Consequently I could work 12 hour days six and seven days a week for years without taking even one hour off sick. Even spent some three weeks vacation with my wife for over 30 years in Puerto Vallarta without either of us getting Montezuma’s revenge. Same with my three daughters during their K-12 school years, who seldom if ever got sick.

    You are basically who you think you are … the key here is “self worth”. Since the Gods of the Christian Bible tell us that ” We are all Gods”, I have always set my goals at the top, and I am known for a successful life and career. The big bite out of my ego is the taxes I pay, for my success, from being the best in everything I do.

    In Stephen Hawkin’s science book ” A Brief History of Time” , he wrote that he was told in Harvard by classmates “If you have to study to pass, you are no good!”

  2. Beleaguered immune system or not, you are still one of the most creative, imaginative, compassionate, understanding teachers that I know, next to your father, of course. Not only that, but you have his sense of humor as well. I know how seriously you take your commitment to your students and their welfare, and I have seen you remain cheerful and engaged with your students while suffering from severe allergies. I will pray that our God (singular) of the Bible will heal and strengthen you, because He did not say, as some suppose, that we are gods, but we are His children if we walk in faith, and He is with us always, even in our distress. Thank you for the usual witty discourse. I thoroughly enjoyed it.

  3. Mr. Norton…I may not be too bright, but your comments are really hard to follow in a rational manner. In plain English, what are you trying to say?

    1. Dear I.m.menno, and Betty W.,

      I cannot defend or debate the reason why the ancient texts relate to the 12 main gods of old, and the many demi-gods. Or why when King James rewrote the Geneva Bible in 1611, he missed removing one of the words of reference to Gods, along with removing all the references to reincarnation, that 78 percent of the U.S. believe in. But logic would tell me if we are all Gods children, we should be perfect , and without sickness. I can account for only some dozens, of the 15,000 names for God. And those dozen names relate to the fallen angels.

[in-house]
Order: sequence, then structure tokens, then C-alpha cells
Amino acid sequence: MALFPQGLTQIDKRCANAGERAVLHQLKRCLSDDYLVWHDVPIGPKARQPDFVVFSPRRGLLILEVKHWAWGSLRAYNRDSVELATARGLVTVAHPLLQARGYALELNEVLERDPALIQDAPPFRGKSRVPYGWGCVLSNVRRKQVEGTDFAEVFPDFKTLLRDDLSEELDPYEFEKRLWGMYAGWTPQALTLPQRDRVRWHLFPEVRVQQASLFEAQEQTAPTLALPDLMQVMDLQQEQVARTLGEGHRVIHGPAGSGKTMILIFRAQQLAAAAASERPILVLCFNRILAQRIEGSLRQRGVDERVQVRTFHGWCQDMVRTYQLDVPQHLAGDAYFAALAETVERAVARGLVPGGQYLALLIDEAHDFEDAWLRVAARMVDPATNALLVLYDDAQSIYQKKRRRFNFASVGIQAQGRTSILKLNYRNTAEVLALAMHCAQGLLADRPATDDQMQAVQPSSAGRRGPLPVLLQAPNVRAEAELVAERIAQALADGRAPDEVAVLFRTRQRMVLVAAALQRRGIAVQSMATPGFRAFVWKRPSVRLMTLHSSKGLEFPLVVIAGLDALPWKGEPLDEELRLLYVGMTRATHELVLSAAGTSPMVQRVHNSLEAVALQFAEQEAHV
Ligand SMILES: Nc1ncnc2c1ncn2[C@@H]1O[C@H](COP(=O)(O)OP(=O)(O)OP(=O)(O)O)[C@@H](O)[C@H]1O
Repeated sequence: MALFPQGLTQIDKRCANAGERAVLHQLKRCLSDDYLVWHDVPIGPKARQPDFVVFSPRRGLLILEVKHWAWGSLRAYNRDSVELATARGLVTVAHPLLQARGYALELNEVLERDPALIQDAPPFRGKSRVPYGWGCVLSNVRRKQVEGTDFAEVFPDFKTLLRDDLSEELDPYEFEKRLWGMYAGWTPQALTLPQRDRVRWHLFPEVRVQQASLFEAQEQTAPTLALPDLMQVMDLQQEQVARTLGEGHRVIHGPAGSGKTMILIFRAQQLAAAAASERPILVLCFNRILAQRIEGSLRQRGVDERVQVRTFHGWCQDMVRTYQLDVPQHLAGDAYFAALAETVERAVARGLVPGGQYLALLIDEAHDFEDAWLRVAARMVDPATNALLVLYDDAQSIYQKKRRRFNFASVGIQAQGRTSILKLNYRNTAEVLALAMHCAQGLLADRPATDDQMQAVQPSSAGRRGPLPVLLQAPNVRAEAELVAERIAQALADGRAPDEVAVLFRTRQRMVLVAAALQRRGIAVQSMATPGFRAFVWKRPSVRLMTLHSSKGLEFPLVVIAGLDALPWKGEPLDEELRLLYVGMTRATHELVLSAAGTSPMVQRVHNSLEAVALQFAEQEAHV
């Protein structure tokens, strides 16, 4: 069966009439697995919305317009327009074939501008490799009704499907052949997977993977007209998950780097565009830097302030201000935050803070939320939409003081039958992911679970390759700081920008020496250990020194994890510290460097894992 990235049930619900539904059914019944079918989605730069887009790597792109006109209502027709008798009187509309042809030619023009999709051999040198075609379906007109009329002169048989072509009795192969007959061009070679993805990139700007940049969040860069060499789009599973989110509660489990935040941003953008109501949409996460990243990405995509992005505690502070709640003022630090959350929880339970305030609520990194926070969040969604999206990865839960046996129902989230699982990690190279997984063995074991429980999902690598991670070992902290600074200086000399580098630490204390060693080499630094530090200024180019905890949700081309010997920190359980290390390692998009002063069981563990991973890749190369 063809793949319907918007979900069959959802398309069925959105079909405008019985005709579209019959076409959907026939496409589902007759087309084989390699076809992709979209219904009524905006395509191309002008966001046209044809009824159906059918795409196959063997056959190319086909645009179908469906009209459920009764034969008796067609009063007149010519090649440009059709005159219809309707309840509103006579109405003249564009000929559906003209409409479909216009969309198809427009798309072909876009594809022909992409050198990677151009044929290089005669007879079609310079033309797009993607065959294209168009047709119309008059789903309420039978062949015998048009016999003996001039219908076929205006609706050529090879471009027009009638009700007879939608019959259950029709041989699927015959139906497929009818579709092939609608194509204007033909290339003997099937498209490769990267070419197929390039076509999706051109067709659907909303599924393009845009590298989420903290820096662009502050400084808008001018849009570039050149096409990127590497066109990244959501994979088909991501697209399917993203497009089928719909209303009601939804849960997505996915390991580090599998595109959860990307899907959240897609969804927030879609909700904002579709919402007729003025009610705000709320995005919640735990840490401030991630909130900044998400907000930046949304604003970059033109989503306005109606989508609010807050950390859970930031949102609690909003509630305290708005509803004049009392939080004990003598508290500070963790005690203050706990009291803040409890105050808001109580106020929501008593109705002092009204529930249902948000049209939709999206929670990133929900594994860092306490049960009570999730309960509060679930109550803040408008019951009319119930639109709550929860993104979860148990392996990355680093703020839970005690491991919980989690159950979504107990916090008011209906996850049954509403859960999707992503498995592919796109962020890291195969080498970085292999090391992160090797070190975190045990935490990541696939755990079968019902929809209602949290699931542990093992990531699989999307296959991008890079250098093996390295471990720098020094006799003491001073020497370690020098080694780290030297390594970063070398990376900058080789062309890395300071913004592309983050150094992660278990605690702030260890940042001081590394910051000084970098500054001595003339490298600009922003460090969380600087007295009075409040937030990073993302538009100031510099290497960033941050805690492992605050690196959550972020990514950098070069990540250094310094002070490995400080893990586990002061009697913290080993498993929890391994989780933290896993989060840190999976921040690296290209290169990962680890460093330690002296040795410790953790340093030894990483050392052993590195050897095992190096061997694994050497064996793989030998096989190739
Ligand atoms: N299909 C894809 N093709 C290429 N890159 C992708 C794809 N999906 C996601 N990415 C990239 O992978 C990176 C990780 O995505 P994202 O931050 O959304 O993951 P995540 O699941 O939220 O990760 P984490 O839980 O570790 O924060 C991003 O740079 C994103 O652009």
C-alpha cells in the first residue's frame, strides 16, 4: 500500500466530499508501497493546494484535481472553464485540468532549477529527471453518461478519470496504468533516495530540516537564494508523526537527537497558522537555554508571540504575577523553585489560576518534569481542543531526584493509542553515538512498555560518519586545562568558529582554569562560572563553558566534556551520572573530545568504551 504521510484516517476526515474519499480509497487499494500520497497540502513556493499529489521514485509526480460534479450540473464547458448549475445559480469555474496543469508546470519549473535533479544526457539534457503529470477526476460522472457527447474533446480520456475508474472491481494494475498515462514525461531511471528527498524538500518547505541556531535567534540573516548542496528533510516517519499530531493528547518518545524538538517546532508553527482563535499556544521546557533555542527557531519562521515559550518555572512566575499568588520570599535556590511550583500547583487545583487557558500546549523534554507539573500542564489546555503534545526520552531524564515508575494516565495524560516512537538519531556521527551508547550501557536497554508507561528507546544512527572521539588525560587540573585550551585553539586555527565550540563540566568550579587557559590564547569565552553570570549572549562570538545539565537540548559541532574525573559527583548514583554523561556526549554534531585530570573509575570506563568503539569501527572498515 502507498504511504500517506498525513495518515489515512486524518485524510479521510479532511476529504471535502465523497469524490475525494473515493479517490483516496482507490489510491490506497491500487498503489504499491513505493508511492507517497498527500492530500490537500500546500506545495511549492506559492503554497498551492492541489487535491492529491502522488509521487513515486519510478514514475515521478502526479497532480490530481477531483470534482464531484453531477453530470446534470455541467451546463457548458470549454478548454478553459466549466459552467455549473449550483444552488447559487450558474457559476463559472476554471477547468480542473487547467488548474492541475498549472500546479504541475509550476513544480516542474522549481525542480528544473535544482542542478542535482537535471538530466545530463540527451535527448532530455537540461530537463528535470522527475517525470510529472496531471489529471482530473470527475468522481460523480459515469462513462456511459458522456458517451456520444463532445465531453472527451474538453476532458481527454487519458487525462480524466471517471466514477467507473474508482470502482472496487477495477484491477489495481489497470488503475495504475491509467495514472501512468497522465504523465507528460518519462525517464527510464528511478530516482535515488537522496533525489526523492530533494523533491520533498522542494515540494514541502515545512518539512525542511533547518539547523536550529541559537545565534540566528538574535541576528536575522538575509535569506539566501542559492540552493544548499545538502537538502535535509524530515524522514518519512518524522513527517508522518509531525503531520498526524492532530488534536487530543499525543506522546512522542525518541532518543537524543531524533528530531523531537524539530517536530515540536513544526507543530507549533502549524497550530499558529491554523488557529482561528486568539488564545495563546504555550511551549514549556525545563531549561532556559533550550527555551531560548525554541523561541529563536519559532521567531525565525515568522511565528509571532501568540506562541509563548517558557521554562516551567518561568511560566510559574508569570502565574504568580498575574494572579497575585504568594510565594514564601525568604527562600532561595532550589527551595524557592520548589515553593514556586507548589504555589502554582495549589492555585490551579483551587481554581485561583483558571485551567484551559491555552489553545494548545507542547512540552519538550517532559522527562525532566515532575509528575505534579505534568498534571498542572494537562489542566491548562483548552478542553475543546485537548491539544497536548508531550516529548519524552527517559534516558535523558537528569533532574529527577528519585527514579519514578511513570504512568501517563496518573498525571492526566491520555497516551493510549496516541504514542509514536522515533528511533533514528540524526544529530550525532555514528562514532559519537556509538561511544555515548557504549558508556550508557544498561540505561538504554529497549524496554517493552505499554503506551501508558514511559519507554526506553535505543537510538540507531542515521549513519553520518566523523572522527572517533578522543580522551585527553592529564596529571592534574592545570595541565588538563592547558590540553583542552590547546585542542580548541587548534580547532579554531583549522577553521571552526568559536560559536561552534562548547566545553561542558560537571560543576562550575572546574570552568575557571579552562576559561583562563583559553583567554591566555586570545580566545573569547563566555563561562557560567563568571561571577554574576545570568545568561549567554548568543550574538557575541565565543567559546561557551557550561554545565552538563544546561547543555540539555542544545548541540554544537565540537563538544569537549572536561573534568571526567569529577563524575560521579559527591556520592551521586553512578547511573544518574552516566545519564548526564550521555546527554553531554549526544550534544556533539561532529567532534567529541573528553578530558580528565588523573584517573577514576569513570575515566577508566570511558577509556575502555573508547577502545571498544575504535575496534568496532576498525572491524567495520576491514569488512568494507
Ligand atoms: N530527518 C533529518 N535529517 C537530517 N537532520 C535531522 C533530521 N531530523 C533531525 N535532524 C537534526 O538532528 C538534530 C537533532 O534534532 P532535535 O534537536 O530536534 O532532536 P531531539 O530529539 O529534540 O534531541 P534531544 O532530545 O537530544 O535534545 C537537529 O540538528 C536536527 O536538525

One has to wonder just why, if science is correct that our genome goes back some 200,000 years, without doctors, hospitals and modern medicine, how our ancestors manage to survive for us to be here today. There are some people that live in high mountainous lands, that live long lives without sickness, just as there are all the species of animals, fish, and birds that are healthy today in the wild, who’s species goes back hundreds of millions of years.

      Teaching and providing examples to our children , are what parents are suppose to do. Good teachers, successful teachers, are those who provide good examples to their students. I have been a successful Tennis Professional who has taught and mentored tennis professionals. I have taught in the San Francisco and Oakland public schools to Middle School (Junior High) and High School students. I attained the position as the Senior Electrical Engineer for Quality Assurance for an International Energy Supply Company, where one of my responsibilities was to mentor their Professional Engineers.

      I was even asked to become a teacher, as an adult, in my church, that I only attended as a pre-teenager. The Church was Christian Scientist Ninth Church. There was where I learned that God is in all of us as love , truth, and without sickness, since sickness and matter are only temporal , and not real – and is just a manifestation of energy, as I also learned in the lectures given by U.C. Berkeley in atomic and nuclear physics.

      I am sure that Leza Warkentin is a good teacher, an excellent teacher, and loved by the students , parents and faculty . The highlight as a teacher and mentor , is when another teacher , student or person being mentored, asks you … “Are you a genius ?”